I flew a right hand (non-standard) pattern at Perkiomen Valley to give me an overshooting crosswind. The breeze wasn't much of a challenge except I turned the square base leg into more of a Navy racetrack. (3 out of a possible 5.)

I was pleased to find a friend in the pattern at Quakertown. Tom was flying his beautiful DiamondStar. When that plane turns a corner you can see those long wings five miles away. Again, a few gusts made the flare interesting but I succeeded in another acceptable landing. ( 3 out of a possible 5) No squeak. 

Clearly I need more practice.

Video Notes: Two Valleys

The wing camera had an unacceptable vibration for this flight. I believe I didn't tighten the camera cradle properly when I adjusted the elevation angle. At least I remembered to turn it on!

Saturday, March 14, 2015

Two Landings

A break in the weather. It is just so much easier when I don't have to fight with the frozen hangar doors.

My mission was to fly reconnaissance for a student ready for a solo cross country flight. It would be a good way to stretch my wings, double check all of Sally's systems and insure there really were no hazards with the proposed route. While not a Spring day, it was sunny, relatively mild with light winds. The route was a good one covering mostly familiar territory with a new airport added for the sense of adventure. One leg got close to the Philadelphia Class B, but there were numerous good landmarks to help keep clear of the controlled airspace. As I turned on final at KUKT I was satisfied with the planning and felt good about the student's next flight.

For some reason I've been landing a little right of center line lately. I occasionally go through periods when the center line is elusive and usually clear up the problem by taking a few circuits at 7N8. I'll have to do that once the snow gets cleared. This time it nearly cost me. I touched down right of center line and my right tire went flat. Fortunately it was very controllable and I was able to clear the runway and taxi ways without any difficulty. But it could have been a problem. Diligence.

Yesterday (Friday) I had the opportunity to take a solo cross country flight from KUKT to KMGJ. Just over 80 miles, I took the opportunity to check in with Allentown Departure to practice my radio skills. I was rusty. Just like any other skill, you must use it or lose it. When the time came, New York was too busy to take the Flight Following hand off. That seldom happens, but I switched frequencies and squawked VFR.  I saw a flock of about twelve geese and one Piper Cub flying about 1000' beneath me.

My plan was to fly direct to STUFF FAF for runway 03 at Orange County and then straight in from there. No. The airport was just too busy so I broke it off early and maneuvered for the normal 45° entry. This time I landed a little left.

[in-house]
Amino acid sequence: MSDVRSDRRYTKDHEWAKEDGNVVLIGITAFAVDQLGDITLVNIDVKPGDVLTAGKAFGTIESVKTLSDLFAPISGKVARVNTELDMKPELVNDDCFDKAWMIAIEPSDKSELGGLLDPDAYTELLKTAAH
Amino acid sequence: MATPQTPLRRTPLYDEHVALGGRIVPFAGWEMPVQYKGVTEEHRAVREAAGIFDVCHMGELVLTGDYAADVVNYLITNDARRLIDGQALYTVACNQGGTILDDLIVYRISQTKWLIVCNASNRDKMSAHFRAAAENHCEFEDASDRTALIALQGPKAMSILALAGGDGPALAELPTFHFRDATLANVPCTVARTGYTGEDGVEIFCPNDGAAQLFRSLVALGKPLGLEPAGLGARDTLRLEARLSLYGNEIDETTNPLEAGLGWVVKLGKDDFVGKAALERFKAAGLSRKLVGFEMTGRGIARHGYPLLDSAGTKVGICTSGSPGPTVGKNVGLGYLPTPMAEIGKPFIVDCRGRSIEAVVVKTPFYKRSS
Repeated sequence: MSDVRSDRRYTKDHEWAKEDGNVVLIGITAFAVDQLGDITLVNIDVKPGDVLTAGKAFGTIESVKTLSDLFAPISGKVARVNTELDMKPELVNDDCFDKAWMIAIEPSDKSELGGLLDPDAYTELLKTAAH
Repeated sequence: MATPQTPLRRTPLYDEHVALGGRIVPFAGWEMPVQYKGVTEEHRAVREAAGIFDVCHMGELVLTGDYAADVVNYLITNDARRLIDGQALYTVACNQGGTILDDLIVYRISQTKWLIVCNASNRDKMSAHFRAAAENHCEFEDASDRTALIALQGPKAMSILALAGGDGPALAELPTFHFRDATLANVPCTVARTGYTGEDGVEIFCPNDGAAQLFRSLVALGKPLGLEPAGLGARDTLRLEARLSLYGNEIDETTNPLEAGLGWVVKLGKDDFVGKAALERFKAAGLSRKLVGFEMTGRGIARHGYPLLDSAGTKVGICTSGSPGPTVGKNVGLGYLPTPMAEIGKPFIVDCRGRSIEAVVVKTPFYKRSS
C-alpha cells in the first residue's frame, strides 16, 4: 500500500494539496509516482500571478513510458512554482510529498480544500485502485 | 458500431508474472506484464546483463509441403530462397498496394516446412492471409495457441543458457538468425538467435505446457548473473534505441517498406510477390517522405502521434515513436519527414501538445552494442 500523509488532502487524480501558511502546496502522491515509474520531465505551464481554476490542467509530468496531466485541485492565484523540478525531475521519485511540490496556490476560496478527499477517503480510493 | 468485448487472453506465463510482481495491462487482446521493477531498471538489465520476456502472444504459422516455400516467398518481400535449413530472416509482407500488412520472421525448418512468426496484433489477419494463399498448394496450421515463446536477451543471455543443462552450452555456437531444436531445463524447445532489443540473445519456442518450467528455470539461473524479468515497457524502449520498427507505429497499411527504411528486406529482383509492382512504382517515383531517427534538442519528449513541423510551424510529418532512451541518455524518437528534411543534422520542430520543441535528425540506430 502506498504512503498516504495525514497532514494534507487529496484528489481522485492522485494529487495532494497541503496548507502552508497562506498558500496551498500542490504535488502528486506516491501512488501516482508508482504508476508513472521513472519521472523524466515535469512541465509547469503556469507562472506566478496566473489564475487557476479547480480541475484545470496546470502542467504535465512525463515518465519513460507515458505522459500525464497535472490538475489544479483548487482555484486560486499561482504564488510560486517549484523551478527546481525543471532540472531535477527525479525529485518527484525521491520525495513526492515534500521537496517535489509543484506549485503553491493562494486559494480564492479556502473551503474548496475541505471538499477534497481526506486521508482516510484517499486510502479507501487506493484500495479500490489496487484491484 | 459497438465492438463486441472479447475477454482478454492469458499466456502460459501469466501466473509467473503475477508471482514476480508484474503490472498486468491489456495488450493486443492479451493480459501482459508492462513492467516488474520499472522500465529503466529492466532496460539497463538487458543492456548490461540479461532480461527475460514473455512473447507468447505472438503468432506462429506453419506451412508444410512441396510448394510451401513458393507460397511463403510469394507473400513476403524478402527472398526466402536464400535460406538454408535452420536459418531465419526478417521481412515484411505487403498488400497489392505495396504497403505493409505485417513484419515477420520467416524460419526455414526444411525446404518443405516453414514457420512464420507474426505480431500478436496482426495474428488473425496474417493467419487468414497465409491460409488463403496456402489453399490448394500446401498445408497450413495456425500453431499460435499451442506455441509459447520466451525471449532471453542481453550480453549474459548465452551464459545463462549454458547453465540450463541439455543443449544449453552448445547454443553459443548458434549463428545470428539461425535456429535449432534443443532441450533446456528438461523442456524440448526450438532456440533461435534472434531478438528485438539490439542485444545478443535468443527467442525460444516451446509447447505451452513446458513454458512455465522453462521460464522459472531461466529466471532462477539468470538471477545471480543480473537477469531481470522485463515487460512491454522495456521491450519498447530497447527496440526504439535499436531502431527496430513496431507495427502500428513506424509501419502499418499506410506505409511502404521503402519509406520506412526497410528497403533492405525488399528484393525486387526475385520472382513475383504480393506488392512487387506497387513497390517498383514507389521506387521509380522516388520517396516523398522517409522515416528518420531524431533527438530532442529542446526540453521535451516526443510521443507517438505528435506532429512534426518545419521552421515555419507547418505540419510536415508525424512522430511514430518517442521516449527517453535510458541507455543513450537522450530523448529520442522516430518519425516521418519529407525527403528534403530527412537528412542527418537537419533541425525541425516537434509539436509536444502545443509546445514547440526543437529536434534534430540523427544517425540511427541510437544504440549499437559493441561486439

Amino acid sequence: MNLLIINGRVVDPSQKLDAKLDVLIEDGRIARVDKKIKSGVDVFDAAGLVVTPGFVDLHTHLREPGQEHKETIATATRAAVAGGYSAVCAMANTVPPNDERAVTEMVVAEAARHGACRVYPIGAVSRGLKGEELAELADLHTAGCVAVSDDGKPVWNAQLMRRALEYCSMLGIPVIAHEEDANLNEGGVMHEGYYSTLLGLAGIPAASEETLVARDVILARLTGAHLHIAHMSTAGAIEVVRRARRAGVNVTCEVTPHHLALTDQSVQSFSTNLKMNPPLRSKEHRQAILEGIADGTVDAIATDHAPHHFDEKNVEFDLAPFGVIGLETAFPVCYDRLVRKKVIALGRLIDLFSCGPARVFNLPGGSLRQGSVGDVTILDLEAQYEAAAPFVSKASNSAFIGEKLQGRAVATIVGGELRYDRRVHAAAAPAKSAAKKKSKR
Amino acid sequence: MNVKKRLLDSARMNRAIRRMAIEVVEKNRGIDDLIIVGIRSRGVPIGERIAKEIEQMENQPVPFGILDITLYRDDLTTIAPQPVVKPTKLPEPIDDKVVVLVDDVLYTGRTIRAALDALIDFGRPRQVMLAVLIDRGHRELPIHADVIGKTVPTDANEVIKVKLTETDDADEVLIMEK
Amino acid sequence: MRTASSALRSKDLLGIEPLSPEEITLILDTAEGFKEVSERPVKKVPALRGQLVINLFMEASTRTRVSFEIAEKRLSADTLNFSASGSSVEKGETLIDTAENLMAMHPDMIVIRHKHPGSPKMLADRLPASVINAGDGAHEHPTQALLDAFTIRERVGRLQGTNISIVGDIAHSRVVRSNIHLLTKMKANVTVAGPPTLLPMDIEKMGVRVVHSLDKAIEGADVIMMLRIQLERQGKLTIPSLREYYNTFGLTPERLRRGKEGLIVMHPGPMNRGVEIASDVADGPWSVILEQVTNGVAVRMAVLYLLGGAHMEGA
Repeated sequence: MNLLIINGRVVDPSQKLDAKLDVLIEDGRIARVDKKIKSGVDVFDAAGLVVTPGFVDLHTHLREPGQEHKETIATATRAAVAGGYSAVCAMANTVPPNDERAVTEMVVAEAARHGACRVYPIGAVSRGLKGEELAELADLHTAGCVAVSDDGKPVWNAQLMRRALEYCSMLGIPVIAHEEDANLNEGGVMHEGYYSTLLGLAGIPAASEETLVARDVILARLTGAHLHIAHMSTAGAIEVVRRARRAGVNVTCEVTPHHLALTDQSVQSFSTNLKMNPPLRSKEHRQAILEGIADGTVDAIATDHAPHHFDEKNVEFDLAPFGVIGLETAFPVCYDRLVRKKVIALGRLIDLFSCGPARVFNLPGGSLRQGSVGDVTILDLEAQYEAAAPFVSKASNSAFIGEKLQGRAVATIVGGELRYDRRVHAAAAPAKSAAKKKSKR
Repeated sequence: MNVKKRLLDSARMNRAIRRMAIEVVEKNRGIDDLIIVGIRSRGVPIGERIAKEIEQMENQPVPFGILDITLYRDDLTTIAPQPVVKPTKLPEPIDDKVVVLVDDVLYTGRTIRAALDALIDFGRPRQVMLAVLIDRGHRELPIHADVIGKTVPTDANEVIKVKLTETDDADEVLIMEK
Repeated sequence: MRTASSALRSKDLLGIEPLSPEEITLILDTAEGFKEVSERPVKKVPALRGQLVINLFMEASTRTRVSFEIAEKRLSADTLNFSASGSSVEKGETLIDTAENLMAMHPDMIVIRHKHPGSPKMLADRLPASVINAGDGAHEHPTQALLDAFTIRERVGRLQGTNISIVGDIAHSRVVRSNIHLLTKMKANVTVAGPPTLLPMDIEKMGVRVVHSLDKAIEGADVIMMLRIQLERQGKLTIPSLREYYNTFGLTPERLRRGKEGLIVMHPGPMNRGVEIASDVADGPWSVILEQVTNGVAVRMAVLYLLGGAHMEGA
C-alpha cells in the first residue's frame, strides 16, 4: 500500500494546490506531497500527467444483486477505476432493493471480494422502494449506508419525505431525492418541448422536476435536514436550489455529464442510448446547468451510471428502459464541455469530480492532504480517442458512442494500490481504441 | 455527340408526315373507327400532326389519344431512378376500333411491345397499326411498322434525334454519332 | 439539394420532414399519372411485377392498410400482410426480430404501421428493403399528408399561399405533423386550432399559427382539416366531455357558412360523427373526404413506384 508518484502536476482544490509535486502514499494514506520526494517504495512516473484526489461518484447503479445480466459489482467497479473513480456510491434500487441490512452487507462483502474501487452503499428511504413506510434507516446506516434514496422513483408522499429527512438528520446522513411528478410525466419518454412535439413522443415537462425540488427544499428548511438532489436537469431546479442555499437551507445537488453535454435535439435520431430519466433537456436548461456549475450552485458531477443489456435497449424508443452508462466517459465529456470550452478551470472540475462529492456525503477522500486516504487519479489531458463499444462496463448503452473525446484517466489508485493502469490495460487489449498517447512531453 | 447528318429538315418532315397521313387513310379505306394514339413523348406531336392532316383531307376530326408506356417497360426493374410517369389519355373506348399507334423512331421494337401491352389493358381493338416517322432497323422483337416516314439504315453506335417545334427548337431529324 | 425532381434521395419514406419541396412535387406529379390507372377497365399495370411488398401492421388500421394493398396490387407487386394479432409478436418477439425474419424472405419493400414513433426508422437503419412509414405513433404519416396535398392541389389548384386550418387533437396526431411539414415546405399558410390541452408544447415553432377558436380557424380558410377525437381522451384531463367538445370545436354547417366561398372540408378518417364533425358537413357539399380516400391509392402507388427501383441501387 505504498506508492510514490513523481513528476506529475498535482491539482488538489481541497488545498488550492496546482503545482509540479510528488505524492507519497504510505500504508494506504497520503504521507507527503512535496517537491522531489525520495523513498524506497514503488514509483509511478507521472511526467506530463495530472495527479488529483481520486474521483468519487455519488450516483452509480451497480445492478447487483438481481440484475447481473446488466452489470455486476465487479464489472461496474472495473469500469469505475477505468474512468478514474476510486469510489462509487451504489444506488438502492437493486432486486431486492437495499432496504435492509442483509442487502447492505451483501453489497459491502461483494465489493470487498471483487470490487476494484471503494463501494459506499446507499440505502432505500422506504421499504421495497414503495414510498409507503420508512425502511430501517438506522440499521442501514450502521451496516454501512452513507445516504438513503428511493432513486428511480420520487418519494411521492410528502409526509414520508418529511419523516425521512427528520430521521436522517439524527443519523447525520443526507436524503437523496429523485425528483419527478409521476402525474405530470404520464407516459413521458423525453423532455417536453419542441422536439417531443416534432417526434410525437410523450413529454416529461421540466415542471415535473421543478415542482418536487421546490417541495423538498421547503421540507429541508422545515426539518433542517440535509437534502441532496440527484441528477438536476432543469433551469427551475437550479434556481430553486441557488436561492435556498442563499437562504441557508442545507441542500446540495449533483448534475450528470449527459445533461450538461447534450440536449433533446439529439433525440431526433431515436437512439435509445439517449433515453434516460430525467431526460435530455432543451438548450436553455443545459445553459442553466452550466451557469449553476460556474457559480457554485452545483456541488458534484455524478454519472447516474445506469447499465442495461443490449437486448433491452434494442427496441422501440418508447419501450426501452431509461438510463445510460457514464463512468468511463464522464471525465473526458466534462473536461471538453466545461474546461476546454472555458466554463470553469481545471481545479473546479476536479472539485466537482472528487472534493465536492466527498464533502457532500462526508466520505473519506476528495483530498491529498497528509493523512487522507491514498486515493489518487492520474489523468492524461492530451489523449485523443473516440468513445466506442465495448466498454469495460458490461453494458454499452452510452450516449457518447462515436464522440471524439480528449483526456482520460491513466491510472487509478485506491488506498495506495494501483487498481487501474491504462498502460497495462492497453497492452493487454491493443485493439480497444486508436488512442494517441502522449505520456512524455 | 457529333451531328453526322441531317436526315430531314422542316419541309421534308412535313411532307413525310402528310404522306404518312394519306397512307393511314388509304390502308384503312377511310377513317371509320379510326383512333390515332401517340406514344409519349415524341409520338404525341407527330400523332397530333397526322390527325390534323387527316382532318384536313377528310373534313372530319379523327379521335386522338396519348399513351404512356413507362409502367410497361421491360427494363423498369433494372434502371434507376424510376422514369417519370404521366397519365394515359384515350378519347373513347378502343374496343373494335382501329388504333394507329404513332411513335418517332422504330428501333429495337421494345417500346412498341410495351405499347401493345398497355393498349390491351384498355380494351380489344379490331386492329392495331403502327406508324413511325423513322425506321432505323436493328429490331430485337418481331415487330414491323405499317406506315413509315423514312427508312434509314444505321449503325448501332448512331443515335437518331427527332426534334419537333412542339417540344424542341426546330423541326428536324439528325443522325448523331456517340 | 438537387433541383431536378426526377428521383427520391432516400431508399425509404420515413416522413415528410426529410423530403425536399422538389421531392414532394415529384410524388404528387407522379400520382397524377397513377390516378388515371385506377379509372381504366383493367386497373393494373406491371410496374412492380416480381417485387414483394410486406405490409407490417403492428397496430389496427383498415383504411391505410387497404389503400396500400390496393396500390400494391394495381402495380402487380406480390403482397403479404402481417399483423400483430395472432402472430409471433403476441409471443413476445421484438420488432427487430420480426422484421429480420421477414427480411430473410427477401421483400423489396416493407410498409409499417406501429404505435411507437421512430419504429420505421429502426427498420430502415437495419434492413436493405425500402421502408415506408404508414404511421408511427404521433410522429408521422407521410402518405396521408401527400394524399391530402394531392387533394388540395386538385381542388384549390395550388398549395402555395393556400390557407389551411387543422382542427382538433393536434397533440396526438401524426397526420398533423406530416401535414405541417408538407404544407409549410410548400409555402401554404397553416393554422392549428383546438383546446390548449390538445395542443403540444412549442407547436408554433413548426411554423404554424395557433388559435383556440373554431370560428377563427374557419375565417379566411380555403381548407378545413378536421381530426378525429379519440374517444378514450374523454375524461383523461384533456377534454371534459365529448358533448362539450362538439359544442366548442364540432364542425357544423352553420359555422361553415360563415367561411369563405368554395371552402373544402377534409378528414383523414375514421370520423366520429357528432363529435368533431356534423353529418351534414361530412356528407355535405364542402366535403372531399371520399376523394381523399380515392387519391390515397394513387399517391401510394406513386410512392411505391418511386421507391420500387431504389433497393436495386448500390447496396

I enjoyed the day very much.

Video Notes: Two Landings

Unfortunately I had some technical problems with the cameras. I used a remote to start the wing camera...it failed. When I reached back for my headset I must have pulled the audio cable on the cockpit camera..so only the external microphone worked and it didn't pick up very much. Finally, the GPS data is slightly out of sync with the video. I'll need to put a checklist together to keep these kinds of problems from recurring.

Wednesday, March 11, 2015

Looking Back

Friday the weather turned a bit milder. With Temperatures in the mid 30's I arrived at the hangar around noon. The doors were frozen shut. Again I got out the ice chipper and a flat bladed shovel to clear a trench for the sliding doors.  Slow work. After a few hours I made enough progress to get Sally out into the sunshine. And then I had a decision to make: Two flights were scheduled for Saturday. Should I put Sally back in and leave the doors open, or let her sit outside for the night?   After consulting with her co-owner we decided to let Sally spend the night under the stars and lock up the hangar.

I arrived Saturday morning about 8:30am. The hangar doors were frozen shut.


It was very light and easily removed. Mark arrived early and helped to finish the preflight. He did the (cold) start and Sally roared to life after about three attempts. I went back to the FBO and he taxied over once she had warmed up a bit. We briefed as Sally waited in the sun.

On a whim, I decided to turn the wing camera backward to show where we had been. I had seen other videos, mostly aerobatic airplanes, use this angle to show the smoke trail of a maneuver. I didn't expect too much. I am pleased with the results.

Video Notes: Looking Back

(The other) Mark took this idea and enhanced it a bit while flying his RV12. Mark's Video

I've been playing around with WingX Replay hoping to use it as an instructional tool.  This video combines the replay with some other video. Looking Back KDYL

Garmin had an update waiting for me when I started Virb Edit this time. I downloaded the 4.0 firmware to both Virb cameras. Initially one camera would not reboot after the installation. I was able to correct the problem by removing the battery and powering it on normally. It seems to be working fine now.